I met Vivian at her sister Ellen’s Confirmation luncheon. After three dates we were engaged, and on January 23, 1966, we were married. When Vivian appeared in the portal to the sanctuary, she radiated a beautiful glow down the dimly lit aisle. She has remained an exquisitely lovely bride. Shortly thereafter we went to Tallahassee to be interviewed by the rabbi selection committee of Temple Israel. We were warmly received and almost immediately invited to become Rabbi and Rebbitzen of the congregation.
Florence Reichert Greenberg, daughter of a rabbi and sister of two rabbis, was a member of the selection committee. She assured us that the congregation would be engaging just the Rabbi, not the Rebbitzen. Vivian would be free to pursue her own paths. Nevertheless, Vivian did contribute to the religio-cultural functioning and well-being of the congregation and general community. She was a strong support to me and could serve as a conduit of communication from congregants to me. She enjoyed entertaining. For Shabbat dinners and Passover seders she set an elegant table, often inviting guests to be present.
It was not too long after we’d settled in Tallahassee that our children came into the picture. Rebecca was born before our Sabbath evening service. When I led the service at that special moment, the words of our prayerbook rose up off the page. Almost every word was full of meaning, evoking my choking and tears. The Temple members thought something terrible had happened. But the choking and the tears flowed from my innermost joy, not sorrow.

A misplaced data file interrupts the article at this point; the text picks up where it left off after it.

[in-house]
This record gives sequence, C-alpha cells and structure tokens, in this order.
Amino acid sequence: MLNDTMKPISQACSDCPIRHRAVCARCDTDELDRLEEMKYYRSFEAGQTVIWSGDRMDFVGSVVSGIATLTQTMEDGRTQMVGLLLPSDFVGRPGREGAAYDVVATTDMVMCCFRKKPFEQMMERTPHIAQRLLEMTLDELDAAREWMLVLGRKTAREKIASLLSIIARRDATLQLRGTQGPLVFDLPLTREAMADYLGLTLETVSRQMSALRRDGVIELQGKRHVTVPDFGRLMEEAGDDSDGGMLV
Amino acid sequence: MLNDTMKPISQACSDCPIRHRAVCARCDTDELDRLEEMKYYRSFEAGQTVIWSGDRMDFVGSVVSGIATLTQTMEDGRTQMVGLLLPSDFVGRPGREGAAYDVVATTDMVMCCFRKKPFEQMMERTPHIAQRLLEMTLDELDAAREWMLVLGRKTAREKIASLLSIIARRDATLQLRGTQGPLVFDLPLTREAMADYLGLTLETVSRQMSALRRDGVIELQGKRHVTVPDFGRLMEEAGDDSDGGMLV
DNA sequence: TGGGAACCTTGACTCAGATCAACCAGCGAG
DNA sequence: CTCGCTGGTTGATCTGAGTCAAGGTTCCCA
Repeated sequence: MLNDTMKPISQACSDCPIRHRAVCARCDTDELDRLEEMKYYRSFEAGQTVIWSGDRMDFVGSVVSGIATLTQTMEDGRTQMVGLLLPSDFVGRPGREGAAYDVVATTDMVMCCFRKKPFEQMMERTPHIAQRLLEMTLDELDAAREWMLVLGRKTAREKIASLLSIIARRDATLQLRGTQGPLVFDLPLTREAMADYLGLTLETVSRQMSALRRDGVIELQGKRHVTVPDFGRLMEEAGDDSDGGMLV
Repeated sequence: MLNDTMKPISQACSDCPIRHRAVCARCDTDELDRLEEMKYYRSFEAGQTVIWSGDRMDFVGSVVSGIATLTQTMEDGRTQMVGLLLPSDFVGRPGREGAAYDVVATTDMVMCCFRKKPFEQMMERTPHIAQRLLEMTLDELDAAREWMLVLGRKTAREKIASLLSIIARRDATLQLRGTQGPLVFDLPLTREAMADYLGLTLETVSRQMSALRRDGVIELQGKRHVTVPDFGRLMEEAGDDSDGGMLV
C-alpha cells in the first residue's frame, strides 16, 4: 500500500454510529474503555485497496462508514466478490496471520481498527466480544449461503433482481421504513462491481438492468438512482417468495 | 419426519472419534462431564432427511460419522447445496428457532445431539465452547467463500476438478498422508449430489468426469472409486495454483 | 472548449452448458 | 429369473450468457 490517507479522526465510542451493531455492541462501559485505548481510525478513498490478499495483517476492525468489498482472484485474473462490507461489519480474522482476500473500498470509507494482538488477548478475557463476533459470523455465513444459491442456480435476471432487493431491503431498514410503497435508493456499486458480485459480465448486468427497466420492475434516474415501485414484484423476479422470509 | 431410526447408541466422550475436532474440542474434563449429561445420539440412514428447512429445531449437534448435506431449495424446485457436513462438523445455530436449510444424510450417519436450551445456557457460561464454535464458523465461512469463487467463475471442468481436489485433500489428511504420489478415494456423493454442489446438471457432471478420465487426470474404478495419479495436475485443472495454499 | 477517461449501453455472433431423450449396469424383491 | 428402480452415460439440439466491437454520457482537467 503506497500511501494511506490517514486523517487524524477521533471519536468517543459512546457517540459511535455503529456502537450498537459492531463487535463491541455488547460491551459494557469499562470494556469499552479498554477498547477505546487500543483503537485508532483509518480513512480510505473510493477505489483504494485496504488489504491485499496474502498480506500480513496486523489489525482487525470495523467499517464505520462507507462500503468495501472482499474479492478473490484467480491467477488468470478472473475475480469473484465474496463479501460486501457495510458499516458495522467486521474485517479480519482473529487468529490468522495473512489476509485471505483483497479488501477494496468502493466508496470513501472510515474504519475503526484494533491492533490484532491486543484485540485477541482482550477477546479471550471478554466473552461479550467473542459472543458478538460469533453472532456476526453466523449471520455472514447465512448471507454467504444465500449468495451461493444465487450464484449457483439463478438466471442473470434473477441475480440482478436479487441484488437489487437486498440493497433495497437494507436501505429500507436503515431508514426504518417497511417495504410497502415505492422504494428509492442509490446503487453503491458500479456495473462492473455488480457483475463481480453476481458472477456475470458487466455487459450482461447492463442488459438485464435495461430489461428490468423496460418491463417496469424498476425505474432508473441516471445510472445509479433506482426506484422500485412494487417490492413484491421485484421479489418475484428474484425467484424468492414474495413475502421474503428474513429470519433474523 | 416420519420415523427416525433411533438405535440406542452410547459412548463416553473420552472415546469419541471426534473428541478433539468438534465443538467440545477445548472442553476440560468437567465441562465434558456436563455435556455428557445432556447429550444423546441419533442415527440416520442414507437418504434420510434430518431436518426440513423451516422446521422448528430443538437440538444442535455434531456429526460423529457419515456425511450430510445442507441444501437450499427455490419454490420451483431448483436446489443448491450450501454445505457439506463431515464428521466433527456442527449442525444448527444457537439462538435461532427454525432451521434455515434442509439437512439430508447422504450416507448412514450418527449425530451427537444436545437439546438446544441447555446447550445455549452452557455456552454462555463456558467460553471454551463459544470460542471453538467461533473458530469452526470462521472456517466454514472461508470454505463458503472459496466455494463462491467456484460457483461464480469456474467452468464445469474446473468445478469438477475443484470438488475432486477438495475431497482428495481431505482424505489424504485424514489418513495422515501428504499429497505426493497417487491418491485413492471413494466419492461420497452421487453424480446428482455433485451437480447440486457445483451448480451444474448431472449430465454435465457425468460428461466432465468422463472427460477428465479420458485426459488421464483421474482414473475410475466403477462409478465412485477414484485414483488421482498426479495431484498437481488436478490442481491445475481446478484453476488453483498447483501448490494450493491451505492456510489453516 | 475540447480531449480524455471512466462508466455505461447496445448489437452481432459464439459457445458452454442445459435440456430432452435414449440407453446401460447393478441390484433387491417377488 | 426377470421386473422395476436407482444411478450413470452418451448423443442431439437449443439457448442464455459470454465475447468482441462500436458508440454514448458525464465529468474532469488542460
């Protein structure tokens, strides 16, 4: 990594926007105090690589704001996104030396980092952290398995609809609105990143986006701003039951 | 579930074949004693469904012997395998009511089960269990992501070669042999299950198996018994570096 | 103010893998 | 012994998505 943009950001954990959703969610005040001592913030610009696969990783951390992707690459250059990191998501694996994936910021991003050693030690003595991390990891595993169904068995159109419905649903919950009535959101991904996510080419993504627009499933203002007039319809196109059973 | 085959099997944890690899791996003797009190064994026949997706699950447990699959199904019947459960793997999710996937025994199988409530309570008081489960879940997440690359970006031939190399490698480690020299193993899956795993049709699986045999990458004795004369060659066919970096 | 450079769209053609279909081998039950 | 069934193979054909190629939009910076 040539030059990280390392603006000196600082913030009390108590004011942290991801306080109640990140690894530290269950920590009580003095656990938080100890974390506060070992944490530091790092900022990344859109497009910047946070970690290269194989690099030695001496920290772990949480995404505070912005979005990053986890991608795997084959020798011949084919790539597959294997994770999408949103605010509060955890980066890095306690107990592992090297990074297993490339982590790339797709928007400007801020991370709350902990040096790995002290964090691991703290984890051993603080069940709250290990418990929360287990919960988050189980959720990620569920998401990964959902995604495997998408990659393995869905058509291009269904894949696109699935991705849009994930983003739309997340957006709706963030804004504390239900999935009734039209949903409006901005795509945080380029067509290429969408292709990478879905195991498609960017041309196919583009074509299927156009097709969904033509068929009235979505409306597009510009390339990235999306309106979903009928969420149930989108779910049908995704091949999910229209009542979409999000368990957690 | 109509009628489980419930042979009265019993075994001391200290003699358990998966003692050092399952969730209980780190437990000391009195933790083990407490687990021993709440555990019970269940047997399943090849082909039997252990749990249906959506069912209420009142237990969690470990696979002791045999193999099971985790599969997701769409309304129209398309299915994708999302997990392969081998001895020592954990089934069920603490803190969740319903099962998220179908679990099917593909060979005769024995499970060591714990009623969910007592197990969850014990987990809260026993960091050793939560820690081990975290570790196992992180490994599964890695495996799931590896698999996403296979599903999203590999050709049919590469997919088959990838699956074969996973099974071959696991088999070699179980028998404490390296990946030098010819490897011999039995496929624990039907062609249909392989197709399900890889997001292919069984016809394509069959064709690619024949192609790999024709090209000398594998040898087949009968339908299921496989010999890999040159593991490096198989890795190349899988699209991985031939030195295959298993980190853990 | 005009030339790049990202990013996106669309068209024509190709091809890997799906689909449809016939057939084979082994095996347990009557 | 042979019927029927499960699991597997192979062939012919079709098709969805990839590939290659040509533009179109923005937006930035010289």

Susanna was born after our Sabbath evening service. When I walked out of the sanctuary our custodian, Allen Ransom, who’d just received the phone call, was anxiously awaiting me. “Rabbi,” he said, “you’d better get yourself to the (Tallahassee Memorial) hospital!”
I immediately drove from our Temple at Copeland and St. Augustine streets to the hospital. It seemed as though I had to stop for a red light at every corner. Finally, I got to the threshold of the delivery room. After a few moments, I heard the doctor say, “It’s a girl!”
Our home life as a family was quite within the parameters of Reform Judaism. There was consistency and regularity of ritual observances and prayer. We aimed at infusing joy, meaning, and beauty into our spirituality. Conferences and camps associated with our Federation of Temple Youth reinforced the values of our home life. I kept my vocational advice, hints, and direction to a minimum. What a pleasant surprise it was, therefore, that Susanna and Rebecca chose professional careers akin to my own. Rebecca is a cantor; Susanna is a professor of Biblical Hebrew and cognate languages and history.
Our daughters are married now, and they have their own families with children. It appears that they are keeping up the tradition in which they were brought up.
L’dor Va-dor– From Generation to Generation.